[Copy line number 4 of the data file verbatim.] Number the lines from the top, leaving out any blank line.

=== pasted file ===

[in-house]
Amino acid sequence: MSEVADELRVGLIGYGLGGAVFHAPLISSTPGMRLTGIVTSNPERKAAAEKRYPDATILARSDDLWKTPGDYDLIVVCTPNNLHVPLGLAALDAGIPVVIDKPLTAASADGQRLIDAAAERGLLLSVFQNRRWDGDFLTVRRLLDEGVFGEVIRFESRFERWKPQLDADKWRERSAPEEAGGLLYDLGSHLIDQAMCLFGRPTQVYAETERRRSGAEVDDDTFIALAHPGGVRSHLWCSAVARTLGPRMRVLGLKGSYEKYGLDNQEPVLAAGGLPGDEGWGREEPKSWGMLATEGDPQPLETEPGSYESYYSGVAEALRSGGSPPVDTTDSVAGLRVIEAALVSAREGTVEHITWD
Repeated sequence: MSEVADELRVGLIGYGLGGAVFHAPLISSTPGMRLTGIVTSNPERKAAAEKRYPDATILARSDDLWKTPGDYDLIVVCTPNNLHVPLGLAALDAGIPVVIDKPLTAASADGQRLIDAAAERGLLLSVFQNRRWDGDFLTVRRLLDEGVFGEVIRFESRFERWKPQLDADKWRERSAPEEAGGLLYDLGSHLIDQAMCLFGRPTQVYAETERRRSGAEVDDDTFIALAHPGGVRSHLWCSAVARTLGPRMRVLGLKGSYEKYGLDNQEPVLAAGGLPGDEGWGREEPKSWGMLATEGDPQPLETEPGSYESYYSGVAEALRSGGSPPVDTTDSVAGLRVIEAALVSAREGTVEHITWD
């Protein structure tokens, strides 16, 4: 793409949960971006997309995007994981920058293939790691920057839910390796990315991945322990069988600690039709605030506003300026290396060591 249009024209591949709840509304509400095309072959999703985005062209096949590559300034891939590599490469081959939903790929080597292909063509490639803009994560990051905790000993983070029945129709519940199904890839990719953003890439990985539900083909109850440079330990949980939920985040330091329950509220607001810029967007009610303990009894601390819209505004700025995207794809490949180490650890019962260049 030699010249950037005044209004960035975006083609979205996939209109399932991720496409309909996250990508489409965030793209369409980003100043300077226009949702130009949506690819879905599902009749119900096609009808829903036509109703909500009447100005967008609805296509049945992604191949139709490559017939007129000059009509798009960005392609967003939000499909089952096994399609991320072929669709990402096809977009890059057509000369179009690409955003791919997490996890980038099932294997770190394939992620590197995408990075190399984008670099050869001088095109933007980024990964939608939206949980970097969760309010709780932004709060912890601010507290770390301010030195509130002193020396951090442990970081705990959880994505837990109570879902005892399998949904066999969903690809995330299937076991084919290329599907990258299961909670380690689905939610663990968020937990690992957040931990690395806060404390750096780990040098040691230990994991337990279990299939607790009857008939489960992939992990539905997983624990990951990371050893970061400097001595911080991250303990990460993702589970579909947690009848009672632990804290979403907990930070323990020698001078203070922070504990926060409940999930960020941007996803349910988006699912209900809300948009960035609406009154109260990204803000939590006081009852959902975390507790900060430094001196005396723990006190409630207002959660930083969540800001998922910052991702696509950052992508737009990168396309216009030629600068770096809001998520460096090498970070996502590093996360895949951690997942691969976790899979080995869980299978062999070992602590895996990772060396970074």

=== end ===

């Protein structure tokens, strides 16, 4: 793409949960971006997309995007994981920058293939790691920057839910390796990315991945322990069988600690039709605030506003300026290396060591 249009024209591949709840509304509400095309072959999703985005062209096949590559300034891939590599490469081959939903790929080597292909063509490639803009994560990051905790000993983070029945129709519940199904890839990719953003890439990985539900083909109850440079330990949980939920985040330091329950509220607001810029967007009610303990009894601390819209505004700025995207794809490949180490650890019962260049 030699010249950037005044209004960035975006083609979205996939209109399932991720496409309909996250990508489409965030793209369409980003100043300077226009949702130009949506690819879905599902009749119900096609009808829903036509109703909500009447100005967008609805296509049945992604191949139709490559017939007129000059009509798009960005392609967003939000499909089952096994399609991320072929669709990402096809977009890059057509000369179009690409955003791919997490996890980038099932294997770190394939992620590197995408990075190399984008670099050869001088095109933007980024990964939608939206949980970097969760309010709780932004709060912890601010507290770390301010030195509130002193020396951090442990970081705990959880994505837990109570879902005892399998949904066999969903690809995330299937076991084919290329599907990258299961909670380690689905939610663990968020937990690992957040931990690395806060404390750096780990040098040691230990994991337990279990299939607790009857008939489960992939992990539905997983624990990951990371050893970061400097001595911080991250303990990460993702589970579909947690009848009672632990804290979403907990930070323990020698001078203070922070504990926060409940999930960020941007996803349910988006699912209900809300948009960035609406009154109260990204803000939590006081009852959902975390507790900060430094001196005396723990006190409630207002959660930083969540800001998922910052991702696509950052992508737009990168396309216009030629600068770096809001998520460096090498970070996502590093996360895949951690997942691969976790899979080995869980299978062999070992602590895996990772060396970074």